THE HEARINGS: Dean's Case Against the President

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quitting the President's re-election committee, he has told investigators that nothing the two men discussed would indicate that Nixon knew about the wiretapping in advance or the concealment later or who had been involved.

Mitchell will apparently deny, as he has all along, that he ever approved the political espionage plans.

The White House strategy showed in a harsh assault contained in a memo from one of Dean's White House successors, Special Presidential Counsel Fred J. Buzhardt, and a list of 39 White House-inspired questions. Read by Senator Daniel Inouye, they failed to rattle the accuser. Contradicting point after point in quick response. Dean easily handled the attack.

Indeed, the effort backfired, which is perhaps why the White House quickly disavowed it and said that it was merely Lawyer Buzhardt's friendly personal contribution to the proceedings.

It failed by straining credulity in portraying the slender, subservient Dean, a born follower, as the "mastermind" in the Watergate coverup, with former Attorney General John Mitchell as "his patron." It contended, in effect, that this cunning pair participated in planning the political espionage at Democratic National Headquarters and then, to conceal that fact, they hindered the investigation by the FBI, compromised the CIA, ordered evidence shredded, and arranged for payoffs and offers of Executive clemency to the arrested burglars to ensure their silence. Creating a constitutional crisis almost alone, the Buzhardt statement in effect charged, Dean and Mitchell kept the truth of all that concealed for some nine months from such shrewd White House officials as H.R. Haldeman, John Ehrlichman, Charles W. Colson—and the President.

While White House records and future witnesses before Senator Sam Ervin's Watergate committee may yet impugn Dean's story in a convincing way, it emerged from last week's test by fire as more credible than either Buzhardt's conspiracy theory or the President's less accusatory brief of last May 22. Instead of depicting a duped President and innocent top-level aides. Dean's damning version held that the lawless efforts to conceal the political implications of Watergate were an automatic and widespread White House response intended to protect the President's re-election prospects—and Nixon as a self-interested participant. Dean admitted his own role, but said that, rather than being what Buzhardt termed "the principal actor," he took orders, often reluctantly, from his domineering superiors, Haldeman and Ehrlichman. Claiming relatively little influence in shaping policy at the White House, Dean insisted that "my title was the best part of the job."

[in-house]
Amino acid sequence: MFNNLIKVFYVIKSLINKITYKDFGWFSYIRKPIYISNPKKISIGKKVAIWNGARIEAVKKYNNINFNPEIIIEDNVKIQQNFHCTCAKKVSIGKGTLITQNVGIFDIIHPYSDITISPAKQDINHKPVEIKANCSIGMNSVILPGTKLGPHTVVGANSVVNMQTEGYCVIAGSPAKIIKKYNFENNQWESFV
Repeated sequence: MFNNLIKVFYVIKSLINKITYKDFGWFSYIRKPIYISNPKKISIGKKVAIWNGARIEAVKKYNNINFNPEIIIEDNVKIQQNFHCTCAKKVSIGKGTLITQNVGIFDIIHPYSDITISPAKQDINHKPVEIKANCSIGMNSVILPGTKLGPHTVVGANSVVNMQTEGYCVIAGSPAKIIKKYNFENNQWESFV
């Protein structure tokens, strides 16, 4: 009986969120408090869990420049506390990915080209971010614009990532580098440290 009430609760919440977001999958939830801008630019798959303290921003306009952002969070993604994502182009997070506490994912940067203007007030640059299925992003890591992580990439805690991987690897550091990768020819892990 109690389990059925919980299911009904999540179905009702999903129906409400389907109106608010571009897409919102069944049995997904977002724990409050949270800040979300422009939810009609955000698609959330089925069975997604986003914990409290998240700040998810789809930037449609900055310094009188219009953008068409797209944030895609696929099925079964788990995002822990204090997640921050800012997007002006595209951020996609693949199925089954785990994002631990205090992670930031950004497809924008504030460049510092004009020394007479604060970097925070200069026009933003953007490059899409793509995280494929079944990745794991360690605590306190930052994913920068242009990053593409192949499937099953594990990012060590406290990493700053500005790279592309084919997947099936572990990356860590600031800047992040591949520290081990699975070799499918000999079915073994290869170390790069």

More specifically, Dean contended that the Watergate wiretapping operation was known in the White House by Chief of Staff Haldeman before the June 17 arrests—and since Haldeman regularly reported fully to the President, Dean "assumed" Nixon could have known. He said that he did not know firsthand, however, whether Nixon did, in fact, have such advance knowledge.

But, as early as Sept. 15, Dean charged, the President clearly indicated his awareness that a cover-up was under way. Then and later, Dean claimed, the President talked directly to him about Executive clemency and hush money for the

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